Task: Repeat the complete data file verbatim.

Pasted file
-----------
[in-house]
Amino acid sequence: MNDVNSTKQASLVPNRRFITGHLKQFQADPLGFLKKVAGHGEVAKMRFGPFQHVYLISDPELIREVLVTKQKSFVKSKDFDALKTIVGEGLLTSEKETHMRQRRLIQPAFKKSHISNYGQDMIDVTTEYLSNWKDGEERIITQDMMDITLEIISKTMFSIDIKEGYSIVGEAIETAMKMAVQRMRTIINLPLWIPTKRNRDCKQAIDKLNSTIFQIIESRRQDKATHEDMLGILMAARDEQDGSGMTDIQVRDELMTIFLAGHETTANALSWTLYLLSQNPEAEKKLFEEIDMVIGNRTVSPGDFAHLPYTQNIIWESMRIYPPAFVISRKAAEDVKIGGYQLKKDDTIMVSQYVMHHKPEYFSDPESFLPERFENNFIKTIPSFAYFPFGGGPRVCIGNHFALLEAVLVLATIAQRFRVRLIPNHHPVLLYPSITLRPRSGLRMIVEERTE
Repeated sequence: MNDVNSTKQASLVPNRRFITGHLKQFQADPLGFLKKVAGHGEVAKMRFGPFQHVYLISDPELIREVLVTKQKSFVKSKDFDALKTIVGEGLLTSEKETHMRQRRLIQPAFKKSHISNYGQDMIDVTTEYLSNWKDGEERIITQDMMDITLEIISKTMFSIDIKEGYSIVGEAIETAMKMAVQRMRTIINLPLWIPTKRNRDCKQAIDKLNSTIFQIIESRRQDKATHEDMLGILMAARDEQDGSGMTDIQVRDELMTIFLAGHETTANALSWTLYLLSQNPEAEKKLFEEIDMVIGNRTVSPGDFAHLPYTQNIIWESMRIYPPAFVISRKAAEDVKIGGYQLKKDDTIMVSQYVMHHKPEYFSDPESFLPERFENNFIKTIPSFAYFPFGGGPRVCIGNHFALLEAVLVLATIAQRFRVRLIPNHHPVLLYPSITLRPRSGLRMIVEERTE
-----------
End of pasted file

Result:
[in-house]
Amino acid sequence: MNDVNSTKQASLVPNRRFITGHLKQFQADPLGFLKKVAGHGEVAKMRFGPFQHVYLISDPELIREVLVTKQKSFVKSKDFDALKTIVGEGLLTSEKETHMRQRRLIQPAFKKSHISNYGQDMIDVTTEYLSNWKDGEERIITQDMMDITLEIISKTMFSIDIKEGYSIVGEAIETAMKMAVQRMRTIINLPLWIPTKRNRDCKQAIDKLNSTIFQIIESRRQDKATHEDMLGILMAARDEQDGSGMTDIQVRDELMTIFLAGHETTANALSWTLYLLSQNPEAEKKLFEEIDMVIGNRTVSPGDFAHLPYTQNIIWESMRIYPPAFVISRKAAEDVKIGGYQLKKDDTIMVSQYVMHHKPEYFSDPESFLPERFENNFIKTIPSFAYFPFGGGPRVCIGNHFALLEAVLVLATIAQRFRVRLIPNHHPVLLYPSITLRPRSGLRMIVEERTE
Repeated sequence: MNDVNSTKQASLVPNRRFITGHLKQFQADPLGFLKKVAGHGEVAKMRFGPFQHVYLISDPELIREVLVTKQKSFVKSKDFDALKTIVGEGLLTSEKETHMRQRRLIQPAFKKSHISNYGQDMIDVTTEYLSNWKDGEERIITQDMMDITLEIISKTMFSIDIKEGYSIVGEAIETAMKMAVQRMRTIINLPLWIPTKRNRDCKQAIDKLNSTIFQIIESRRQDKATHEDMLGILMAARDEQDGSGMTDIQVRDELMTIFLAGHETTANALSWTLYLLSQNPEAEKKLFEEIDMVIGNRTVSPGDFAHLPYTQNIIWESMRIYPPAFVISRKAAEDVKIGGYQLKKDDTIMVSQYVMHHKPEYFSDPESFLPERFENNFIKTIPSFAYFPFGGGPRVCIGNHFALLEAVLVLATIAQRFRVRLIPNHHPVLLYPSITLRPRSGLRMIVEERTE